The Australian‘s Hedley Thomas and Slade Gibson took out the top Walkley Award last night for their work on podcast The Teacher’s Pet. But depending on your favoured news source, that wasn’t necessarily the main takeaway from the event.
Of course the Oz led with Thomas’ gongs (he also won the investigative journalism award for the same project), as did the ABC, which we thought was generous given the public broadcaster won eight of its own awards last night (although its press release was predictably more interested in the ABC’s wins).
But if you looking to Sydney’s Daily Telegraph for your news this morning, you would have thought that paper came out on top. Its national political editor Sharri Markson, along with now-Fairfax reporter Kylar Loussikian and now-Oz editor Chris Dore, won scoop of the year for the Tele’s Barnaby Joyce and Vikki Campion revelations.
Under the headline, “Tele team scoop honours”, the paper also reported Markson’s other awards this year, the paper’s win in the best headline, caption or hook category and its photographer Jenny Evans’ win for best news photograph. It didn’t mention Thomas or any other winners.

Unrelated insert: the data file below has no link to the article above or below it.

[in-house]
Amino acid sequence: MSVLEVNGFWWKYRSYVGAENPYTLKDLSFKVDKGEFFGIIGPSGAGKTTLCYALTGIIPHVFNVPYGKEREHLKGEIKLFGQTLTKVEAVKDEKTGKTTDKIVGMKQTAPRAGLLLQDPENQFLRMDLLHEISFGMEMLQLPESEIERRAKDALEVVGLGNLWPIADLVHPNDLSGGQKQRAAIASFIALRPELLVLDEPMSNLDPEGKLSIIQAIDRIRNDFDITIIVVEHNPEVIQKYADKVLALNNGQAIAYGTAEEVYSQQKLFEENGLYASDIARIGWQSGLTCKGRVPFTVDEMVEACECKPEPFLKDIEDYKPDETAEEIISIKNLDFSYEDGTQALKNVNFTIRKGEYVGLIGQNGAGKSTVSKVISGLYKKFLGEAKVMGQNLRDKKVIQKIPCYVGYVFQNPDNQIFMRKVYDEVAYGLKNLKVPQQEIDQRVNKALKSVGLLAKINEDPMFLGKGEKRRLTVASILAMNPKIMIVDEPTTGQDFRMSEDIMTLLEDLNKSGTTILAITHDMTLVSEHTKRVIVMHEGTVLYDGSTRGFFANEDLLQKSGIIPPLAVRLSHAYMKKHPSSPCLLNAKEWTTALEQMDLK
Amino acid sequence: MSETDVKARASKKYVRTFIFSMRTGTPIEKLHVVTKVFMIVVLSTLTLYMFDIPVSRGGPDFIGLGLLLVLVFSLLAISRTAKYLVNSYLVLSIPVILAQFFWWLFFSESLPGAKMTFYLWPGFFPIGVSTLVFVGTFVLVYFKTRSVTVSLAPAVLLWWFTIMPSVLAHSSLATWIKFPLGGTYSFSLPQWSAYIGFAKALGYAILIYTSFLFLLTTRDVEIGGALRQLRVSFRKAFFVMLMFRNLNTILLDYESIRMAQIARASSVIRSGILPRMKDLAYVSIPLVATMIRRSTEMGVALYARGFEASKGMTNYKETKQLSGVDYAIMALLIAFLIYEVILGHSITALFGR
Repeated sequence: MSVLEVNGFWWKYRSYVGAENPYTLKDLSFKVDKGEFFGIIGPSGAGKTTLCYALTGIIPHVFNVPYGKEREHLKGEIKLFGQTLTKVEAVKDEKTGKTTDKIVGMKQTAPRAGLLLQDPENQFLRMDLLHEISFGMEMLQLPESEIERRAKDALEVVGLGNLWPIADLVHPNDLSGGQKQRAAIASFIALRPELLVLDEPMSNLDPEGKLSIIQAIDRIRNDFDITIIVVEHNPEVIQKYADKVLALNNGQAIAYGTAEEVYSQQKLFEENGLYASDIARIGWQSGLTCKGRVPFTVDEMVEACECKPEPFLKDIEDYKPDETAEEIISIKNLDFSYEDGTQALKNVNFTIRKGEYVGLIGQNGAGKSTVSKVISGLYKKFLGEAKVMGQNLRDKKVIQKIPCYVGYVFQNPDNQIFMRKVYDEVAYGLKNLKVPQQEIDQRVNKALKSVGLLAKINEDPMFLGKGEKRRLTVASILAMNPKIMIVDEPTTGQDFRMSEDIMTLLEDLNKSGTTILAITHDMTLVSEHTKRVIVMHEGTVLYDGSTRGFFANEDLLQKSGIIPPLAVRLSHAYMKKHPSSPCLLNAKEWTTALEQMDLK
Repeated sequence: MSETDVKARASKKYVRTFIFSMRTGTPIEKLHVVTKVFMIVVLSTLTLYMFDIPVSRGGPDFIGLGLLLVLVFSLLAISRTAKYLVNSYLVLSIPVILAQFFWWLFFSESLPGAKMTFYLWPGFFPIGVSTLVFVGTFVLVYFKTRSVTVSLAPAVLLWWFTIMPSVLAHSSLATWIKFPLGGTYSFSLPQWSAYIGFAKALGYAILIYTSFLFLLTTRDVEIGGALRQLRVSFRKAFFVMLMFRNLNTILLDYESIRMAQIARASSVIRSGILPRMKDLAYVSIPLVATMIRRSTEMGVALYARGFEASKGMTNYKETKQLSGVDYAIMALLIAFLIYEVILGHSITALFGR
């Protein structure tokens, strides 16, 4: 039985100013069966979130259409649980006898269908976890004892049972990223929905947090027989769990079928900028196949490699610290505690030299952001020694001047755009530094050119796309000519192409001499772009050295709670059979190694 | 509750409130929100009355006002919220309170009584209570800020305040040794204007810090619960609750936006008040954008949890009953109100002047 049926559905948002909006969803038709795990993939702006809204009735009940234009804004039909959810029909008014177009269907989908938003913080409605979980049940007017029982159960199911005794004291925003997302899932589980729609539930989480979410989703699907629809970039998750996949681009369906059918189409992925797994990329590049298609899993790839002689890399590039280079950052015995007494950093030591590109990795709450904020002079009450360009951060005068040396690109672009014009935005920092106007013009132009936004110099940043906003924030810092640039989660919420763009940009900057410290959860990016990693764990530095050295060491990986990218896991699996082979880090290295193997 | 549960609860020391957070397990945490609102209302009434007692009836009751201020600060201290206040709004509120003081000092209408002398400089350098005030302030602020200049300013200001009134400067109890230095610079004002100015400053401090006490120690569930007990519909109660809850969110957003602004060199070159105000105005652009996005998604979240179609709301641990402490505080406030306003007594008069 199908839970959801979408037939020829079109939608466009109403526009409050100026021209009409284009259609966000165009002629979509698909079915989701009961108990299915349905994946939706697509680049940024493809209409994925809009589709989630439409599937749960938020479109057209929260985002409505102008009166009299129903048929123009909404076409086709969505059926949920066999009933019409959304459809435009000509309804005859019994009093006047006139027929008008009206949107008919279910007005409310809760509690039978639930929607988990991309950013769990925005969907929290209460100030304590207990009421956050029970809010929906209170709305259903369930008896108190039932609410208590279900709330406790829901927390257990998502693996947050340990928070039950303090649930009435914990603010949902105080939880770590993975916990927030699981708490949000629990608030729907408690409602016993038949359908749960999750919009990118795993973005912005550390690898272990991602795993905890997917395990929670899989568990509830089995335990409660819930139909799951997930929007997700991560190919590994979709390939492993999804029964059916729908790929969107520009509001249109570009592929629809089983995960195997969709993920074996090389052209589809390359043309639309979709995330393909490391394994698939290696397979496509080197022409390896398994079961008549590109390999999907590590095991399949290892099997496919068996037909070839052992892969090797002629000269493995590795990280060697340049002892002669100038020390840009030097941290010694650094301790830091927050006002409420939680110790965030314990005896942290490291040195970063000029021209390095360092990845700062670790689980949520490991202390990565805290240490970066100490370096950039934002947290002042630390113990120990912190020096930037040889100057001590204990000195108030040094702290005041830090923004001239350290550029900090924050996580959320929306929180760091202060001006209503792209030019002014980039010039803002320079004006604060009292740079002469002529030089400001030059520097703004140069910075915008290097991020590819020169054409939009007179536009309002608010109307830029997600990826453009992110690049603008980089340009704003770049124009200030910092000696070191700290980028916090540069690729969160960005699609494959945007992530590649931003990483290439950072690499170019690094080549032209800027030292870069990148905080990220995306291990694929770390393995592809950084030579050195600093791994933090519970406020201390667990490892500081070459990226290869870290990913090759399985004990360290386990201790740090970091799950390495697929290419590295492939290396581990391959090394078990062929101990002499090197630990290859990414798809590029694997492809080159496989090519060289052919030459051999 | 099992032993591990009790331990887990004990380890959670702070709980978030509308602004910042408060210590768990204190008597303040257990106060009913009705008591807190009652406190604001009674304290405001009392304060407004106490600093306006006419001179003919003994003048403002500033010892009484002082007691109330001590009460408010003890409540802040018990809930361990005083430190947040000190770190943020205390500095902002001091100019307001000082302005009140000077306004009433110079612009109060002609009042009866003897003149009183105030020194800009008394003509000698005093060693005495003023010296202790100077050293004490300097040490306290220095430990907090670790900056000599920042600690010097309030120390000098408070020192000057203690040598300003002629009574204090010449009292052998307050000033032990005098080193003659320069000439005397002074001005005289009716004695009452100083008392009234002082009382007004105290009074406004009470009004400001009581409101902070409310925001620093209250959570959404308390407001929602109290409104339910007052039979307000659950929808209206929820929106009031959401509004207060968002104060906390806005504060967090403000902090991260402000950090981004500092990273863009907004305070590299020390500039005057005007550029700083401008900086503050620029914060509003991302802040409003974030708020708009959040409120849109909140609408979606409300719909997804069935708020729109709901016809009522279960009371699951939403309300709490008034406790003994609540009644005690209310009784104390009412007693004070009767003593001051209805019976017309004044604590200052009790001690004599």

The Tele’s Melbourne stablemate, the Herald Sun, similarly ignored the success of any other paper, only covering its racing writer Leo Schlink’s win in the sports category.
Over in Fairfax’s The Sydney Morning Herald, investigative journalist Kate McClymont’s win for investigative journalism (along with the rest of a Fairfax-ABC team) for the Don Burke story led that paper’s coverage. Other Fairfax winners got a mention, with Thomas and Gibson mentioned in the last line.
For Australian Financial Review readers, it was their reporter Jonathan Shapiro, winner of the business category, who was the focus. In the short piece, the only other journalist to be mentioned was his Fin colleague Edmund Tadros, who was nominated in the same category.
The ABC’s former Papua New Guinea correspondent Sean Dorney won the outstanding contribution to journalism award, and the public broadcaster also won in the public service journalism, Indigenous affairs, radio/audio news and current affairs, production, camerawork, video news reporting, and the two TV current affairs categories.
The full list of winners is here.